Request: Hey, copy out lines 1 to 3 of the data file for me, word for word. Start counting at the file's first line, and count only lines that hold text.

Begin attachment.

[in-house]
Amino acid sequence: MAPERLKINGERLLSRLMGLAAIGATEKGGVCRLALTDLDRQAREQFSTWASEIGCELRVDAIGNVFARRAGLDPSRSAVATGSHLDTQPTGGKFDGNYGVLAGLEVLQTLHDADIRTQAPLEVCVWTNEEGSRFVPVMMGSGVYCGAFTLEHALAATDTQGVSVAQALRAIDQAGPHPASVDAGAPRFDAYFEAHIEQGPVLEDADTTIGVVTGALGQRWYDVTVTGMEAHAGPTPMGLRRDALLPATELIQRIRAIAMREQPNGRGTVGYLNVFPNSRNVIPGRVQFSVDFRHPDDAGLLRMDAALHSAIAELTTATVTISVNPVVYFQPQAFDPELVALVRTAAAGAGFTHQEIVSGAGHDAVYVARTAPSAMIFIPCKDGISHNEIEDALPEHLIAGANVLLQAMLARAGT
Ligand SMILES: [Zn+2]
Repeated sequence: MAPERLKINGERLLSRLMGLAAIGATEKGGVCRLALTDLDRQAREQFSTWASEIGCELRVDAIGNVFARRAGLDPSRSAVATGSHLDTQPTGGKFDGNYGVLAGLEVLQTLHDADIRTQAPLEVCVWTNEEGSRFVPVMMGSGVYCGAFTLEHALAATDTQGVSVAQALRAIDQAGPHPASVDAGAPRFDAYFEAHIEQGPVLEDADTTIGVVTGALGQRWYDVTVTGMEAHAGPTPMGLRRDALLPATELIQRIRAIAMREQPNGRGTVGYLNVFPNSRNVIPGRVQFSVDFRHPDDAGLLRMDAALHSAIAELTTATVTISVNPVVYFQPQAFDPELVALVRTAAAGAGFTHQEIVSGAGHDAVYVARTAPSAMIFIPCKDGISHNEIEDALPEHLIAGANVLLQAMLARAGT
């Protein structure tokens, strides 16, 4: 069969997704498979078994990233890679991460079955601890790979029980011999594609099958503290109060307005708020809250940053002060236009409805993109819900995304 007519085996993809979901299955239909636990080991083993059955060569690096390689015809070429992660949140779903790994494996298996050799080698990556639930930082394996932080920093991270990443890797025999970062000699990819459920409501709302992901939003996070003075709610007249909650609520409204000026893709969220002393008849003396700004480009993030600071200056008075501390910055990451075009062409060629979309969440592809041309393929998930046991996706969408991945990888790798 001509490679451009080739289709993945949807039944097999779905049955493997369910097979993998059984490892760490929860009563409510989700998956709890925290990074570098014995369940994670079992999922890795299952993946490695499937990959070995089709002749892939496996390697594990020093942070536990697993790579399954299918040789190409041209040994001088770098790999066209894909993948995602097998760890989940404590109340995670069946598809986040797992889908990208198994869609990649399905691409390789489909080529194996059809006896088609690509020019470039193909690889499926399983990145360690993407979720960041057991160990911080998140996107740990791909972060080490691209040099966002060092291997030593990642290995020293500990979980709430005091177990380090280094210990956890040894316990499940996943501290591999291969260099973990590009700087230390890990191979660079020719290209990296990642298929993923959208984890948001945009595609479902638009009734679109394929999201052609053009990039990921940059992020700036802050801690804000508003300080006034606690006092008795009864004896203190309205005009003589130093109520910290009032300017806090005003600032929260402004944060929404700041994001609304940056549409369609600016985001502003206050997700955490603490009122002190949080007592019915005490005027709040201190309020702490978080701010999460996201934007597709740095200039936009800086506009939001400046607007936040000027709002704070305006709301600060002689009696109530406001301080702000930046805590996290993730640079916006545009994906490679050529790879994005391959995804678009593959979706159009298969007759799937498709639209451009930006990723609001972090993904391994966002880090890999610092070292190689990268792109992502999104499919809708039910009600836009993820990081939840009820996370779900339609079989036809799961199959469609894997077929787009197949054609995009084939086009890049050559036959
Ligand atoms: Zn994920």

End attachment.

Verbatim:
[in-house]
Amino acid sequence: MAPERLKINGERLLSRLMGLAAIGATEKGGVCRLALTDLDRQAREQFSTWASEIGCELRVDAIGNVFARRAGLDPSRSAVATGSHLDTQPTGGKFDGNYGVLAGLEVLQTLHDADIRTQAPLEVCVWTNEEGSRFVPVMMGSGVYCGAFTLEHALAATDTQGVSVAQALRAIDQAGPHPASVDAGAPRFDAYFEAHIEQGPVLEDADTTIGVVTGALGQRWYDVTVTGMEAHAGPTPMGLRRDALLPATELIQRIRAIAMREQPNGRGTVGYLNVFPNSRNVIPGRVQFSVDFRHPDDAGLLRMDAALHSAIAELTTATVTISVNPVVYFQPQAFDPELVALVRTAAAGAGFTHQEIVSGAGHDAVYVARTAPSAMIFIPCKDGISHNEIEDALPEHLIAGANVLLQAMLARAGT
Ligand SMILES: [Zn+2]